At the entrance to Lawrence Abu Hamdan’s “The All Hearing” a tape delay device perches on a plinth, its magnetic tape wrapped around an external spool (The End of Every Illusionist, 2013). Through the attached pair of headphones emerges the artist’s voice, its vowels lightly pressed by his Yorkshire upbringing, to tell us that noise pollution in Egypt’s capital has reached the proportions of an epidemic. The barrage of sound in the world’s loudest city is so constant, he intones, that it threatens not only the physical but the spiritual well-being of its inhabitants.

The vaulted ceiling above this listening post is speckled with the same red, green, and blue disco lights that, eight hours previously, had ghosted over my head at a Sicilian beach party. Here, however, the flickering projections are soundtracked not by synthetic Europop but by the beats emerging from rival boat parties along the river Nile, amplified through a row of speakers stacked neatly in the center of this narrow, high space (Gardens of Death, 2013). Songs bleed into one another as the microphone tracks the sounds of Cairo, recorded by the artist from a motorboat—an aural, waterborne equivalent to Taxi Driver’s celebrated montage of a ride through nocturnal New York.

Noise is both the theme and material of this exhibition, its form and content. Curated by Robert Leckie of Gasworks, London, the show’s guiding principle—that the accumulation of aural information degrades rather than adds to the sum of human knowledge—is reflected in its employment of compact cassettes as a medium for the transmission of sound. Each of the cassettes was purchased from a market in the Egyptian capital, and the works derive titles such as Gardens of Death from the sermons originally inscribed upon them. Those orations have now been buried beneath the artist’s re-recordings—whether of his own voice or Cairo’s bankside nightlife—and The End of Every Illusionist impersonates the effect by overdubbing the words to create an echo, an acoustic halo. We are reminded that beneath what we are listening to now are hidden messages, obfuscated instructions. “Overdubbed tapes,” the recording tells us, “cause memory loss.”

This process of loss through accumulation is literalized by a series of C-print photographs displayed on horizontal light boxes in the gallery’s back room, a rough-hewn cave of the type buried beneath many more recent residential developments in the ancient Sicilian town.11
On the other side of the wall is the recently rediscovered Chiesa di San Nicolò Inferiore, a tiny subterranean cave church frescoed with Byzantine icons.
Comprising magnified images of audio tapes’ magnetic strips, A Conversation with an Unemployed (2013) illustrates the decay in clarity that comes with the superimposition of numerous layers of information. On one side are tapes inscribed with a single track, their metal ribbons etched in clean, sharp patterns. On the other are their second-hand and third-hand equivalents, whose low-fidelity surfaces are pockmarked, scabbed, illegible landscapes.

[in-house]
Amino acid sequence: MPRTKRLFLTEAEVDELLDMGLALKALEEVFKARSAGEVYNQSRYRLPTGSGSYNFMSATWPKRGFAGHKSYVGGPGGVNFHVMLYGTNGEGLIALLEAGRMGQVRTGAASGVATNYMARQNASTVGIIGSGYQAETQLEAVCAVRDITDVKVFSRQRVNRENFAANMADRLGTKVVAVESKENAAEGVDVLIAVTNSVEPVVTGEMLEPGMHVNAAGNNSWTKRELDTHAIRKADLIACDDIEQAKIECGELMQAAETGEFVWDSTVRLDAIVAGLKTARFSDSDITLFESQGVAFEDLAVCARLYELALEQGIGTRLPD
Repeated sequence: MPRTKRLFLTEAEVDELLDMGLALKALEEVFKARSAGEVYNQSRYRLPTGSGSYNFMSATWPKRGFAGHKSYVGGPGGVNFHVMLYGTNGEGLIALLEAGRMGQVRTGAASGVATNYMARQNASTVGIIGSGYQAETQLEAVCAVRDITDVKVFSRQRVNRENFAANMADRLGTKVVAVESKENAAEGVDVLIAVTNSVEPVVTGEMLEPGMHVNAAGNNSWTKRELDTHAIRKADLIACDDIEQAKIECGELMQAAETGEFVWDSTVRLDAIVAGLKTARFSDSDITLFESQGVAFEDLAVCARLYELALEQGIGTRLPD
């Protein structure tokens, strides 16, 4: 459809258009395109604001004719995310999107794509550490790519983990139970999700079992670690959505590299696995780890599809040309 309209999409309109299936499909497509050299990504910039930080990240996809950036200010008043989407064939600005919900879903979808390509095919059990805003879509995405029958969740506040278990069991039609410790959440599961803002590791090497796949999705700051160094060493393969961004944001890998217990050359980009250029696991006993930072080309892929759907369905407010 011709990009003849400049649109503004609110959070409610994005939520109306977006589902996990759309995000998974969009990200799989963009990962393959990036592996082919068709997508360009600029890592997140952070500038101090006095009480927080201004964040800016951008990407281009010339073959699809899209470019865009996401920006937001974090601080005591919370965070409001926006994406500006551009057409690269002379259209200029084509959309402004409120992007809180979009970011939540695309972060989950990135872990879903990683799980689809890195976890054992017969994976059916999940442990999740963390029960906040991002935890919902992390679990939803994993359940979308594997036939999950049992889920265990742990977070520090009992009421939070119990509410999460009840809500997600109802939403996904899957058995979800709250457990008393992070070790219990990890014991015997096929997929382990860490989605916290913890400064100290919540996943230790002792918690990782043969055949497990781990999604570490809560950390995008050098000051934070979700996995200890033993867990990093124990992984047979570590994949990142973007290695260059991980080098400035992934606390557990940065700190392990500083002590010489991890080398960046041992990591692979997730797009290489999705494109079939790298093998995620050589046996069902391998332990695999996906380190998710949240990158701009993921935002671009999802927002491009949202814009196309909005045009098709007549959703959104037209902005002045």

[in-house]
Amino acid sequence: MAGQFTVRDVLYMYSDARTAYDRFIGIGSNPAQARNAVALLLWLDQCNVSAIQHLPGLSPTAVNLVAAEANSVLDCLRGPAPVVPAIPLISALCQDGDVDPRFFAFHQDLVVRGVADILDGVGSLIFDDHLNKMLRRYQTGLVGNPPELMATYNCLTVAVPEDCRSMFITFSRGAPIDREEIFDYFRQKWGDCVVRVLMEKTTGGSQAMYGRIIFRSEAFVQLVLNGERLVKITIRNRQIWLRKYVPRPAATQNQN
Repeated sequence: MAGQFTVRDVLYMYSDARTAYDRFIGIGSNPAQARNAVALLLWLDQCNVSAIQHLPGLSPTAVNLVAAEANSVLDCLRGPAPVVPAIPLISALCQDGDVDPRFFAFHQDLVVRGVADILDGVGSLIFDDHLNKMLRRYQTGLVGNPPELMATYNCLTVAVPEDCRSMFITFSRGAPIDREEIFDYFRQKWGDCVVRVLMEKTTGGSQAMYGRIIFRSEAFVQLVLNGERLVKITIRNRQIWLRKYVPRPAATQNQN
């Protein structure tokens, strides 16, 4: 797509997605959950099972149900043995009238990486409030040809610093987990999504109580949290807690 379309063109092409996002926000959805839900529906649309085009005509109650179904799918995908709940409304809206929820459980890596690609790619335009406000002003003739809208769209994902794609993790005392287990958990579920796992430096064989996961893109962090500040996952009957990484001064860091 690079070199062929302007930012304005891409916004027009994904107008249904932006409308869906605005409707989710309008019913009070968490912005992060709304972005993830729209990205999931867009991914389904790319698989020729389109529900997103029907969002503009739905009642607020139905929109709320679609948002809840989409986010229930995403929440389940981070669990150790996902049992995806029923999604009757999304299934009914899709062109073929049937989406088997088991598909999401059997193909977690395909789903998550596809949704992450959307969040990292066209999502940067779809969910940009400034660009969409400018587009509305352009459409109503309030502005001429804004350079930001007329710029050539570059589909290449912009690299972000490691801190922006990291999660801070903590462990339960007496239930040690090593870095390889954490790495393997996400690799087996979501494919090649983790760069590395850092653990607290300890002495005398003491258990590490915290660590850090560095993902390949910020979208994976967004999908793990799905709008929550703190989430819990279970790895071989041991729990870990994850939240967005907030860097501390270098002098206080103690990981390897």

Information abrades information, and The End of Every Illusionist alludes to the failure of forensic scientists to retroactively decode a section of the Watergate tapes that had been recorded over in order to obscure their original—presumably incriminating—content. Speaking about the superabundance of documented sound in a surveilled society, the artist has previously stated that invasive audio-recording technology functions “more like an emitter of noise than a receiver. It produces noise, and that noise is what mutes people.”22
Basia Lewandowska, “Interview with Lawrence Abu Hamdan,” frieze, no. 160 (January-February 2014): 114.
The most effective means of censoring recorded sound is to overlay it with more sound. By chronicling everything, by making no distinction between purposeful and non-purposeful speech, we bury what is valuable beneath an avalanche of white noise. The competition of sounds through Laveronica’s connecting rooms effects a comparable confusion.

To address the epidemic of noise pollution in Cairo, Abu Hamdan invited two sheikhs to deliver sermons on the subject to the local populace. Their homilies were filmed and edited into the short film The All Hearing (2014), screened at Laveronica in an alcove adjoining the central space. Speaking into microphones that project their voices over mute audiences, the speakers warn against exposure to “too much noise.” The contamination of the urban environment by noise is symptomatic of a society in which, they chide, “we seem unable to control our voices, to say anything but empty words.” The determination of every individual to be heard makes it impossible to separate sense from nonsense, to parse meaning from sound. “Every noise that does not cause good,” one advises, “is as the braying of a donkey.”

The irony of the sheikhs’ use of loudspeakers to broadcast their counsels against noise is reinforced by several cuts to a song blasting out a paean to peace and quiet. That ambiguity extends to Abu Hamdan’s invitation to two religious leaders to pass judgement on who, and what, is fit to be spoken and heard—what constitutes “good” sound. In the premise that information is dangerous is the implication that it should be mediated—censored—prior to its consumption by the masses, a task traditionally undertaken by the clergy. In an autocratic society the state has exercised that function; in a democracy the mainstream press. This intelligently plotted exhibition leaves us, therefore, in a double bind: we are either overwhelmed by the superabundance of information to which we now have access, or are forced to rely upon mediators in whom so many of us have lost faith.